AMD's beastly third gen Ryzen Threadripper 3970X will cost $1,999

(Image credit: AMD)

We've been hearing about the upcoming Ryzen 9 3950X for months now. Originally set to launch in October, that was pushed back to November 25, when it will join the ranks of the best CPUs for gaming (and other tasks). It's also the same week as Black Friday deals, though I seriously doubt we'll see any sales on the newcomer. In fact, if it follows in the footsteps of the 3900X, it will probably sell out during the initial availability phase.

November 25 will also see the introduction of two new third generation Threadripper parts, the 32-core/64-thread 3970X and the 24-core/48-thread 3960X. It makes sense that the naming has been consolidated, as there's little need for a 16-core/32-thread Threadripper this round. Sure, quad-channel memory might help some workloads, but such a chip isn't in the plans right now (as far as I know). At the other end of the spectrum is a new budget friendly Athlon 3000G processor that will support overclocking, unlike the Athlon 200GE. Let's hit each of these news bits.

First, the Ryzen 9 3950X. This chip looks to be a potent multithreaded workhorse, with a price to match. It will feature a fully loaded 16-core configuration, with two 8-core 7nm chiplets and the 14nm cIO die all packaged together. It's basically like the Ryzen 9 3900X, an impressive CPU in its own right, with slightly higher clockspeeds and four extra cores. Priced at $749, it's the most expensive "mainstream" consumer CPU we've seen from AMD in … well, it might as well be forever.

Unlike the other Ryzen 3000 CPUs, the Ryzen 9 3950X won't include a cooler, so that's an additional expense. AMD perhaps rightly suggests most enthusiasts will use a high-end aftermarket cooler regardless, and it's recommending liquid cooling for the 3950X. I've seen testing of the other Ryzen 3000 CPUs that shows they all perform a bit better with improved cooling, and AMD is pulling out all the stops with the 3950X.

Alternatively, AMD is adding a new "eco mode" to all of its Ryzen 3000 CPUs, that drops the TDP level a full step. So 105W CPUs will run as 65W parts, and 65W CPUs can run as 45W parts. This obviously sacrifices performance in pursuit of lower power and thermal requirements, which AMD bills as a great fit for small form factor PCs. Or perhaps a 3950X using a basic air cooler.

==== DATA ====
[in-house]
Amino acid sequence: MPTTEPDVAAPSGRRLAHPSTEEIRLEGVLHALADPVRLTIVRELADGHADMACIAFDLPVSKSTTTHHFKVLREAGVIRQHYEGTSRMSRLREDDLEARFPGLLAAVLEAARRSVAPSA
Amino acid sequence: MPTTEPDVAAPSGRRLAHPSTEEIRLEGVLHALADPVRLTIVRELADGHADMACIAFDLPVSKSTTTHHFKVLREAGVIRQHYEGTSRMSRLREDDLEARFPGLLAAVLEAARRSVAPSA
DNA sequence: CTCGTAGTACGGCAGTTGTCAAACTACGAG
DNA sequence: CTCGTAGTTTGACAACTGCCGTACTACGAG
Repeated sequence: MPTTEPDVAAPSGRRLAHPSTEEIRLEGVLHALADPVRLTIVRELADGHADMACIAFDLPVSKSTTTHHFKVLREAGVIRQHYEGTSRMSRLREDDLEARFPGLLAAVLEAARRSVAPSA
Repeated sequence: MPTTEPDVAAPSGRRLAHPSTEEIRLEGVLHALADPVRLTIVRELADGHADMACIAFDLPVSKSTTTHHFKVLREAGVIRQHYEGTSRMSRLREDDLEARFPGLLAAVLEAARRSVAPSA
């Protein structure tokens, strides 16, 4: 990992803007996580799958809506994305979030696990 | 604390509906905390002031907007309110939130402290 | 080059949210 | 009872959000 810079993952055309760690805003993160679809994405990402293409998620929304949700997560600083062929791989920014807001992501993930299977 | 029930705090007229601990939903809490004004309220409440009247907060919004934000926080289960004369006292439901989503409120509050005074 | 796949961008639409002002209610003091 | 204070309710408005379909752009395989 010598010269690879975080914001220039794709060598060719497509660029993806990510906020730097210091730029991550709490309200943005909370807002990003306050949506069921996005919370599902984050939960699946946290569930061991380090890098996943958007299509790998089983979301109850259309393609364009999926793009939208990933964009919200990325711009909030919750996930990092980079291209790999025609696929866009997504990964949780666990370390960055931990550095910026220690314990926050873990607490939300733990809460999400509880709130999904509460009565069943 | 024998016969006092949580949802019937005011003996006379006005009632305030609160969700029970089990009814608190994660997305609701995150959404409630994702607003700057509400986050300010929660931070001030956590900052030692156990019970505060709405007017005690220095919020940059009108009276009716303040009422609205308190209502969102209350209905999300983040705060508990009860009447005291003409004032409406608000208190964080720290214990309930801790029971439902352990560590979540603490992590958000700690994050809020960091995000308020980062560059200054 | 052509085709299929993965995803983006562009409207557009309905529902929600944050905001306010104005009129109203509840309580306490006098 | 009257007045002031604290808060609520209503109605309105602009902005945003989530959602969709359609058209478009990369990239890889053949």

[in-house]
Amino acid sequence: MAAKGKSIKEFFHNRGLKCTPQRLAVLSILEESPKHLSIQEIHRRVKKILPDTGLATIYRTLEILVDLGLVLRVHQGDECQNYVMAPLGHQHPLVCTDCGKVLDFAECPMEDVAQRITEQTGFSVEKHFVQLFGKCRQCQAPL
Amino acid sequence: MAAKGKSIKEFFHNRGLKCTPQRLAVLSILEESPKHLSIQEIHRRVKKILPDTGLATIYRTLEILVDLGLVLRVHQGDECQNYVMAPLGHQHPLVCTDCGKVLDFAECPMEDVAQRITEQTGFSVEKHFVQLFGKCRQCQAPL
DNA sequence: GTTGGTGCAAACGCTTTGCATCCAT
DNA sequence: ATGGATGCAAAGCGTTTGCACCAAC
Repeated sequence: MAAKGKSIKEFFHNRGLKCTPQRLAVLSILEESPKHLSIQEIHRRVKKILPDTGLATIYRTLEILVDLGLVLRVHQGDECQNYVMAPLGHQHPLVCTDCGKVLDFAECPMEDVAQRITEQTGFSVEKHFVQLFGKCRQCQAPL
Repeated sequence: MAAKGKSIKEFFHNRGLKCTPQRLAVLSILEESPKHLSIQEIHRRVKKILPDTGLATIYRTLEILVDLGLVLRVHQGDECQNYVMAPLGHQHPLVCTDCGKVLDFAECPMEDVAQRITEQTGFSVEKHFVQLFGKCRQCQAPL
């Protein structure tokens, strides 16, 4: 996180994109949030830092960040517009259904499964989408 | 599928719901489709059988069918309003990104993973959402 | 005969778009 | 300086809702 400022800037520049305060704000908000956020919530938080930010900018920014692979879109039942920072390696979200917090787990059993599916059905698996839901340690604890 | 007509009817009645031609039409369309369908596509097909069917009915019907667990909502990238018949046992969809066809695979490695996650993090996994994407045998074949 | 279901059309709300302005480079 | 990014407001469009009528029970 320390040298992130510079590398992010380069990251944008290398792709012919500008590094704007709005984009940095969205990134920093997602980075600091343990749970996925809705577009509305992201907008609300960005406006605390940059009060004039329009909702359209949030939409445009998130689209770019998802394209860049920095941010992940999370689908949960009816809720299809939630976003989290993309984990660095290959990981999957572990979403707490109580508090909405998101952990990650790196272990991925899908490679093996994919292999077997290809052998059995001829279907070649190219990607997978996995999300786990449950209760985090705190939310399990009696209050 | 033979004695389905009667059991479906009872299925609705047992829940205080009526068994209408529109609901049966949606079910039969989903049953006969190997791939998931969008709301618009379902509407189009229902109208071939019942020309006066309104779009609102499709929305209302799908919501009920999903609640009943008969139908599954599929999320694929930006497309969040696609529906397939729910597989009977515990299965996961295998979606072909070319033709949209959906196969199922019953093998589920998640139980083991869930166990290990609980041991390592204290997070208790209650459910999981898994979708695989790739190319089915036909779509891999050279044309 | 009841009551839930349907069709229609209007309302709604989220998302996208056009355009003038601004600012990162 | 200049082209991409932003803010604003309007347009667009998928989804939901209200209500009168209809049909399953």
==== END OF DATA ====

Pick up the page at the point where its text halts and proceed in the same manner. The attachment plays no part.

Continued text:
We'll have our review posted well in advance of retail availability, so you'll know exactly how the chip performs before it goes on sale.

The Threadripper 3970X is the real star of the show, at least in terms of insane multithreading performance. Sure the Threadripper 2990WX already offered up a 32-core/64-thread CPU last year, but there were some inter-chiplet communication bottlenecks in the previous design. Third generation Threadripper changes a whole bunch of the underlying features and technology, however, and should hopefully eliminate any performance constraints.

It will also eliminate any question of how AMD sees its CPUs compared to Intel's offerings, as the companies basically swaps places in terms of pricing. The Threadripper 3970X will cost $1,999 this round, $200 more than the outgoing 2990WX. Intel meanwhile appears to recognize that it has fallen behind in terms of CPU leadership on high-end desktop (HEDT) platforms and will have an updated 18-core/36-thread Core i9-10980XE "Cascade Lake-X" (CLX) chip for 'only' $979. That mostly puts it into direct competition with the 3950X, and I'm certainly curious to see how that plays out. My guess: Intel will win some performance comparisons, but only while using significantly more power. But let's get back to third gen Threadripper.

Besides updating the CPU architecture to Zen 2, the 3970X and 3960X will run on a new platform: TRX40. It will look similar to the old X399 platform, but it is not backward compatible. That's because AMD is changing many of the underlying elements. TRX40 (socket sTRX4) will supper PCIe Gen4, just like the Ryzen 3000 CPUs on X570 chipset motherboards. It also increases the number of PCIe lanes, from 64 on the previous Threadripper CPUs to 72—but there's some very fuzzy math there, which I'll get to in a moment. Keep in mind that there are a whole lot of pins (4094) on the Threadripper socket, many unused (since it was built for the server-centric Epyc chips), so repurposing a few more is perhaps possible.